In a Feb. 18 press briefing, Bombardier reported that the company is fully committed to the development of its new Learjet 85—a $17 million, up to 10-passenger, all-composite, Mach 0.82, 3,000-nm airplane that was first announced in 2007. The composite design work originally performed by Grob Aerospace (which went bankrupt in August 2008) has been realigned to Bombardier teams in Montreal, Canada, and Queretaro, Mexico. At this point, Bombardier says that the airplane’s structural design validation has been completed and that technical ramp-up is in progress. A two-phase training program for the Queretaro workers who will specialize in fabricating and assembling the airplane’s composite fuselage, wings, and horizontal stabilizers has begun, with 18 students already graduated from training classes in Montreal. Queretaro will also make the Learjet 85’s electrical harnesses, as well as install subassemblies.
Bombardier’s Wichita facility will perform the Lear 85’s flight testing, final assembly, interior completions, and customer deliveries. Bombardier-Montreal will do the airplane’s structures certification and engine detail design structure.
Main achievements in the design validation so far include the selection of prepregnated composite materials, fuselage joint and wing-to-fuselage joint definition, wing geometry layout, wing joint and splices definition, and weight and fuel volume “first-pass” estimates. Wind tunnel testing also has been completed, with high-speed tests done at Buffalo’s Calspan Transonic Wind tunnel, and Bedford, England’s Aircraft Research Association’s high-speed wind tunnel. Low-speed wind tunnel tests were done at the National Institute for Aviation research (NIAR) in Wichita, Kan., and at Wichita State University. High-lift studies were done at Ottawa’s Institute for Aerospace Research.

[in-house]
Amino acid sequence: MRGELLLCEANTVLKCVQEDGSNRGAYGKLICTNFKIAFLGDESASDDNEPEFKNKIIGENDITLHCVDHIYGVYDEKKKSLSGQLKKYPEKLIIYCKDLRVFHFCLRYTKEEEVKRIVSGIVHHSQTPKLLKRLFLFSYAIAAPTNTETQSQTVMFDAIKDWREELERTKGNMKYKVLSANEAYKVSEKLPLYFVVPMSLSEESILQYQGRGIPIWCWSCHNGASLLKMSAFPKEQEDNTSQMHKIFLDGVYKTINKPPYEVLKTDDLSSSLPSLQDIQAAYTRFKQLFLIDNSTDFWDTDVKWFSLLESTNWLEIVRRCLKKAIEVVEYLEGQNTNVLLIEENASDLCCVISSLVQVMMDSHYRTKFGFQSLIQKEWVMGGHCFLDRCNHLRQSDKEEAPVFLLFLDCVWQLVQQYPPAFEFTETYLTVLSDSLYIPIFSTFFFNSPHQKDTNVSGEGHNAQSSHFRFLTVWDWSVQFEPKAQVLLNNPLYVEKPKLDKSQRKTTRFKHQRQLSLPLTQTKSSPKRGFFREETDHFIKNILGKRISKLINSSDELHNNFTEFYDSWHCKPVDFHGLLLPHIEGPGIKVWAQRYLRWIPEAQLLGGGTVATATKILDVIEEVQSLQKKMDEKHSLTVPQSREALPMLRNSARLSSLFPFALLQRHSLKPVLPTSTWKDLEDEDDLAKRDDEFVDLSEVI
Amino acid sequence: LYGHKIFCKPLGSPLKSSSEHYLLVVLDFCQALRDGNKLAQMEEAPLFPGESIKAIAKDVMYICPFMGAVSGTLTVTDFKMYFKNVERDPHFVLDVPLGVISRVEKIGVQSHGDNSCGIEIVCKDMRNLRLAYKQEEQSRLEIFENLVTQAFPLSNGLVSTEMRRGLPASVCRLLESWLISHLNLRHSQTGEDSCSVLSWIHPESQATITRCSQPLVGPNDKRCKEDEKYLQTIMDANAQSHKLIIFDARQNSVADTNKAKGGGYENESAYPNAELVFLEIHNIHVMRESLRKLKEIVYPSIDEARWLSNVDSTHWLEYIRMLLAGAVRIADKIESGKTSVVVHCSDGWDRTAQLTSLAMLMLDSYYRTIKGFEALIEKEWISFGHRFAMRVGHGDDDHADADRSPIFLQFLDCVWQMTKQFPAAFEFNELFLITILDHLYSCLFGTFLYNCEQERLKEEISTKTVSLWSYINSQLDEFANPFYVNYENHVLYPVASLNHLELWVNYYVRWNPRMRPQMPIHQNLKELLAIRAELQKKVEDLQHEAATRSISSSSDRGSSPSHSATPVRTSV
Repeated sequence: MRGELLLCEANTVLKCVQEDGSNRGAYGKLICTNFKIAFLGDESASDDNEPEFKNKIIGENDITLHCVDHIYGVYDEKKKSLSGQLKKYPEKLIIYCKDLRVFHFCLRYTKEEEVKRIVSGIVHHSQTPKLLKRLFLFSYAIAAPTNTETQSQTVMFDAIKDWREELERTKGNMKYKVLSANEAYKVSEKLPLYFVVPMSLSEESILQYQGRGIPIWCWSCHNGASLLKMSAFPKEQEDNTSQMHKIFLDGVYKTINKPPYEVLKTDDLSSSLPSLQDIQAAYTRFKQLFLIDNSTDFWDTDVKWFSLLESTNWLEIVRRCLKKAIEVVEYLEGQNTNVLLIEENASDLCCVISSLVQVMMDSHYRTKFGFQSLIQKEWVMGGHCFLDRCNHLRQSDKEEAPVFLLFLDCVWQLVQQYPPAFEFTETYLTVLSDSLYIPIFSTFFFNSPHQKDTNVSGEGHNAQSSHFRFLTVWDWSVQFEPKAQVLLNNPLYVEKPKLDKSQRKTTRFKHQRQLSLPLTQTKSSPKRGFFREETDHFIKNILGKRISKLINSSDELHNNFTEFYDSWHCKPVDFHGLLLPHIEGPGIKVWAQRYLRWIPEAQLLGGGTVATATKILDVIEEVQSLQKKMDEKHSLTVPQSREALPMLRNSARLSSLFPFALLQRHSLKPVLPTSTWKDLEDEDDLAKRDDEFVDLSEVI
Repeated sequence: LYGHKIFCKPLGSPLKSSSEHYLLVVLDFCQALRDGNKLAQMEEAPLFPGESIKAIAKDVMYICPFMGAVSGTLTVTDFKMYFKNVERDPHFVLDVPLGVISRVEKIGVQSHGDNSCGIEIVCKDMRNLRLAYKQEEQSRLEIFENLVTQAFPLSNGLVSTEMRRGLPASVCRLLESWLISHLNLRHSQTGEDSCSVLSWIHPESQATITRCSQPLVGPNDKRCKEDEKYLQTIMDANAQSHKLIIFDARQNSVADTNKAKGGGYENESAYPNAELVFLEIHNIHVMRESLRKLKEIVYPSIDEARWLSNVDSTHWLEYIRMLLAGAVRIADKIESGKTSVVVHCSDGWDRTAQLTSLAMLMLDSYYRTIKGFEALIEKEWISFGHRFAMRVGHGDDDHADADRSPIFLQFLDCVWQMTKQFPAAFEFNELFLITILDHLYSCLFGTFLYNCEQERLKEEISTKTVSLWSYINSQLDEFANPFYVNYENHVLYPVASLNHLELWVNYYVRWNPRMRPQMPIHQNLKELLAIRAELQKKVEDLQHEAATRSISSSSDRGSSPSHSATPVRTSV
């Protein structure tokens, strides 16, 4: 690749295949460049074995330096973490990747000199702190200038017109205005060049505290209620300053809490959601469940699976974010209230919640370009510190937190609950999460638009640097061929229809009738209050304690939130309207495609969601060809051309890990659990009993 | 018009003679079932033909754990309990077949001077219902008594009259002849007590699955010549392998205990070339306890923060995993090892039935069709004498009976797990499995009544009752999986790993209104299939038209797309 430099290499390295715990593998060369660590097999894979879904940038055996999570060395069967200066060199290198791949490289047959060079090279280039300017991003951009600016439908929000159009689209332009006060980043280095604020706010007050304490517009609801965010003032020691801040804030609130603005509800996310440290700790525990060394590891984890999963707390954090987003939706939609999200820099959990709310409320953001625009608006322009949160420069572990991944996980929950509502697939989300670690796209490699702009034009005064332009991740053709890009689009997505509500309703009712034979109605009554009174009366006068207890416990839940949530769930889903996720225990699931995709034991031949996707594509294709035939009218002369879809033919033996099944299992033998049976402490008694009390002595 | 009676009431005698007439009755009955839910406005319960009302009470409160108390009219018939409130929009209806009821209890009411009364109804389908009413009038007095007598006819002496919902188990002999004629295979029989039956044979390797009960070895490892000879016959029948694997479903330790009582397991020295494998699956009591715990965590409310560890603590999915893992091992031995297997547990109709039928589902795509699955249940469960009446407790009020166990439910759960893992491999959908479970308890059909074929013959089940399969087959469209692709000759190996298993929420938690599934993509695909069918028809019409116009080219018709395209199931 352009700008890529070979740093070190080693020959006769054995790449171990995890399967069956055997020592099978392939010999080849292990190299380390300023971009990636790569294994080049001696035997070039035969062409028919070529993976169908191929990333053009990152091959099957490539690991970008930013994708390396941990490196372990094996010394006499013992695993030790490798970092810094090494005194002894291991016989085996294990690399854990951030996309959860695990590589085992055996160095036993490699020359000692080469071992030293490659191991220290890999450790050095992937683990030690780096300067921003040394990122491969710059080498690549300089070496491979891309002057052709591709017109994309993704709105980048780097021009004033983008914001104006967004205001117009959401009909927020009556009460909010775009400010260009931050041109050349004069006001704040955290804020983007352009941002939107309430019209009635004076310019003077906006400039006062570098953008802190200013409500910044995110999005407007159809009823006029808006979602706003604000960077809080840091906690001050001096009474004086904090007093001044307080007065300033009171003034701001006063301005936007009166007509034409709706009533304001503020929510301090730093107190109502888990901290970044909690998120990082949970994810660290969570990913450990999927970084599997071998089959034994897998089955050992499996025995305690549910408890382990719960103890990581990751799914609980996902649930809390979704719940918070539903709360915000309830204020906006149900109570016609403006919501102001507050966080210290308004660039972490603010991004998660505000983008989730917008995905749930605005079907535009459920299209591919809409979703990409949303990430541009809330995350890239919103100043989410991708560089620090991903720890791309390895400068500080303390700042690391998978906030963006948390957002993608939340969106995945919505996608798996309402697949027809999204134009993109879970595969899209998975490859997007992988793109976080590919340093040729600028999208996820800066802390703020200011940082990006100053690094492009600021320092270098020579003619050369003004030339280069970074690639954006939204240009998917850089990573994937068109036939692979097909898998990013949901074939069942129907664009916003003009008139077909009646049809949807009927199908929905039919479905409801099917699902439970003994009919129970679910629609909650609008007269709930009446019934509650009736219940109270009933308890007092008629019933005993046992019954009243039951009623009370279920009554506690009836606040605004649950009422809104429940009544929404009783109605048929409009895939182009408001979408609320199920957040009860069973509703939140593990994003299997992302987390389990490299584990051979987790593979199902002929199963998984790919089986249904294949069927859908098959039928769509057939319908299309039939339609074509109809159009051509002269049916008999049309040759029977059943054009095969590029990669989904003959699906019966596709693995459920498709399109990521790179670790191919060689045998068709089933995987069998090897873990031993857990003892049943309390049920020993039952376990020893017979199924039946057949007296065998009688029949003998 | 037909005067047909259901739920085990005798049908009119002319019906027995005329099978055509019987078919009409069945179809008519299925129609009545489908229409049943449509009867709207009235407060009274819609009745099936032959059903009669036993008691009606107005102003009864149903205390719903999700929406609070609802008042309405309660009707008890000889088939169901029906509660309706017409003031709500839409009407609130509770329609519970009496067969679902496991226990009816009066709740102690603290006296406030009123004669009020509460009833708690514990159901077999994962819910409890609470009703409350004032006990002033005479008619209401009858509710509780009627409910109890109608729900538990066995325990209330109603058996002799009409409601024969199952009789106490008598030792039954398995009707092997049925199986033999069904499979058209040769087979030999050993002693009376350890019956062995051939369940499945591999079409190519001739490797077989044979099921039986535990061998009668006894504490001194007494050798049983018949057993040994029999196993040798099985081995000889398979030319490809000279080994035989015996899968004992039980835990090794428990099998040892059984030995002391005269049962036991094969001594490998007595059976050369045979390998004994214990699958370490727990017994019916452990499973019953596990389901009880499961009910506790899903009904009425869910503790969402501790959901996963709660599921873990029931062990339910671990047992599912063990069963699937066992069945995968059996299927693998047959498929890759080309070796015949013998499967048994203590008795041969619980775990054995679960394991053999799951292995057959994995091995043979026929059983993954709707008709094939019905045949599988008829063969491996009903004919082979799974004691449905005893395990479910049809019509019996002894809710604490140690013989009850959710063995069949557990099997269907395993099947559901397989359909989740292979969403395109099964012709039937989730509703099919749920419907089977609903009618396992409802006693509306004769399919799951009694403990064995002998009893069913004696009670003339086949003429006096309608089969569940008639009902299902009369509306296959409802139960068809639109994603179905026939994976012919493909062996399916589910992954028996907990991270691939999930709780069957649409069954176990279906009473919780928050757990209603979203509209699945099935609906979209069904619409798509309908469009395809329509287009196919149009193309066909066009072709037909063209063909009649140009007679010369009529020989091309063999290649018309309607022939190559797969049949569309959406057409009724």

Customer steering teams have been used to solicit input on the design of the interior and cockpit, and also in developing a maintenance philosophy for the Learjet 85. The cabin, Bombardier says, will redefine the midsize business jet category. It will have 30 inches of legroom between facing seats, the largest cabin in the current midsize fleet, and the largest windows in its class. There will be 14, 12-by-16-inch windows located for maximum viewing.
The airplane’s Pratt&Whitney PW307B engines will be eco-friendly according to Bombardier, with nitrogen oxide emissions that beat ICAO standards by 33-percent, and thus let owners benefit from lower landing fees in certain nations.
First customer deliveries of the Learjet 85 are set for 2013. According to a company official, as of Oct. 31, 2008 Bombardier had received more than 50 firm orders.